I can understand why people like this film – it does share a similar cinematic vocabulary with Scarface (1983) (another well-liked film I don’t much care for) – and if I had been able to properly invest in the characters, their ultimate demise may have been very affecting. Sadly, however, I found King of New York to be a plodding, unremarkable film, albeit one that seems to have a spectacular film hiding somewhere beneath.

The Podfather Score – 4.25/10

– J.B

The Roaring Twenties (1939)

The year is 1939. The Second World War has just begun, and America has gone through an awful lot in the roughly twenty years since the First World War ended. This film attempts to distill the essence of that time period in America and show it to the audience through the lens of lead character Eddie Bartlett (James Cagney), a WWI vet who comes home to find a disconcerting lack of work and respect from those who’ve spent the last few years working hard back home. After struggling to find his footing in his post-war life, one thing leads to another and Eddie finds himself the kingpin of an underground booze business during Prohibition.

The Roaring Twenties (dir. Raoul Walsh, DOP Ernest Haller)

The Roaring Twenties shows us just how easy is it is for a stand-up guy like Eddie to fall into a life of crime when the system fails him, and it plays as more of a cautionary tale than something like Scarface (1932), if only because of its rather disheartening third act and the ramifications it presents beyond just an explosive ending to a reign of terror. It is this sensitivity than sets this gangster film apart from many others in the genre, and no leading man could better convey that sensitivity than James Cagney. Cagney leads the film with an effortless smoothness, much like his co-star Humphrey Bogart. However, where Bogey tends to display a machismo that exudes from every pore, in this film Cagney displays a much softer kind of ‘cool’. Think more “Love Me Tender” than “Blue Suede Shoes”…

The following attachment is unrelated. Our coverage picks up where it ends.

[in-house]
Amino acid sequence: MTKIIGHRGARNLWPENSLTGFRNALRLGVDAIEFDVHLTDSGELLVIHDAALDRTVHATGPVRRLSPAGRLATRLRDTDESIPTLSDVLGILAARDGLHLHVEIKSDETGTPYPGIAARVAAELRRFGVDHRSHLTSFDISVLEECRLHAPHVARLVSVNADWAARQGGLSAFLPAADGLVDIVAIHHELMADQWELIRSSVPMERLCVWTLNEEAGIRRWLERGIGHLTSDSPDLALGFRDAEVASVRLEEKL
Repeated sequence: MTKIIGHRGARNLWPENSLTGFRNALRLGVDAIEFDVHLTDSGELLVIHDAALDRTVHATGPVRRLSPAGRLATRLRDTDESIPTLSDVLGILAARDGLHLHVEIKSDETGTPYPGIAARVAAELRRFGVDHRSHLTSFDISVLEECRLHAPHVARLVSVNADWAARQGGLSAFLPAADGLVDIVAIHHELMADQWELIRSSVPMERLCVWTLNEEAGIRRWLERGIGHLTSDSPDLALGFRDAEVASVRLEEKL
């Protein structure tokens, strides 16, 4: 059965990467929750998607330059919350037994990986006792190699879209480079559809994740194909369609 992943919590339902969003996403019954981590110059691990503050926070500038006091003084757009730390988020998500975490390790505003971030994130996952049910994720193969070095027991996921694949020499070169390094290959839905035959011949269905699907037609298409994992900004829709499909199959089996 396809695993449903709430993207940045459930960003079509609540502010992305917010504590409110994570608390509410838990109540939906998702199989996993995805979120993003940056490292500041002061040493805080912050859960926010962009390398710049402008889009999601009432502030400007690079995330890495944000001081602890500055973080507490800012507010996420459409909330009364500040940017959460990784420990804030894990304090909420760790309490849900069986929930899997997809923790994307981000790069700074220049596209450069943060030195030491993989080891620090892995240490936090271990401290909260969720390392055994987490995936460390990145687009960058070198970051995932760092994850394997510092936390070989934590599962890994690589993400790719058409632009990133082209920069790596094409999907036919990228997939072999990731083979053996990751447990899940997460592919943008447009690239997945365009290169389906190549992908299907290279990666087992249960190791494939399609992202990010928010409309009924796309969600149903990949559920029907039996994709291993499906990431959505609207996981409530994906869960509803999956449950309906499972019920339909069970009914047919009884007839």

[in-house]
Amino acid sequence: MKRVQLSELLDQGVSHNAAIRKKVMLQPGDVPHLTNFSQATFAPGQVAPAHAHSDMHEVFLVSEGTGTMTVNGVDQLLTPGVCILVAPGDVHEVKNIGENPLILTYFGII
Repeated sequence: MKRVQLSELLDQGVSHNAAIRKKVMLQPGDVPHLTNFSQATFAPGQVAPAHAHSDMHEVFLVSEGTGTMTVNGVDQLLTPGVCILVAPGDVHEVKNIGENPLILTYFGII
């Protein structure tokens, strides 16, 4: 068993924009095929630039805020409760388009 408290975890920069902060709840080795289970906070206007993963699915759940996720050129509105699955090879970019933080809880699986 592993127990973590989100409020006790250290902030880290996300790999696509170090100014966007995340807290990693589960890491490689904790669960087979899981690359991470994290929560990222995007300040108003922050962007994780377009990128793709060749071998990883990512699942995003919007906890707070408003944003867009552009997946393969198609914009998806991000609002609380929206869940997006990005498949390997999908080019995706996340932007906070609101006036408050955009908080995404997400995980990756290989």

If The Roaring Twenties was a warning to its audience in 1939, it is one that should still be heeded today – monsters, gangsters, criminals, etc. aren’t often brought into the world fully formed, it is the world that brings out the evil in them. Especially in the year 2016, which seems to be globally one of the most disconcerting and fear-stricken years in recent memory, it is important that we remind ourselves that greed corrupts, money spoils and sometimes we’d be better off if we just stick to drinking milk.

The Podfather Score – 7.45/10

– J.B

The Departed (2006)

When people bring up the works of Scorsese, it is often his 20th century films that are mentioned most. Taxi Driver (1976), Raging Bull (1980), Goodfellas (1990) – these are the films that seem to come to mind. And the protagonists of these films – Travis Bickle, Jake LaMotta and Henry Hill – are synonymous with Scorsese’s depiction of ‘fragile masculinity’ on film, a trend that has continued through to The Wolf of Wall Street (2013), his most recent feature length film as a director. We get this in spades too in The Departed (a film almost devoid of any women), as Scorsese uses two equal but opposite male protagonists to highlight the two sides of the law. Leonardo DiCaprio plays Billy – a cop undercover in the Boston Irish Mob, and Matt Damon plays Colin Sullivan, a rat for the mob working in the Boston state police.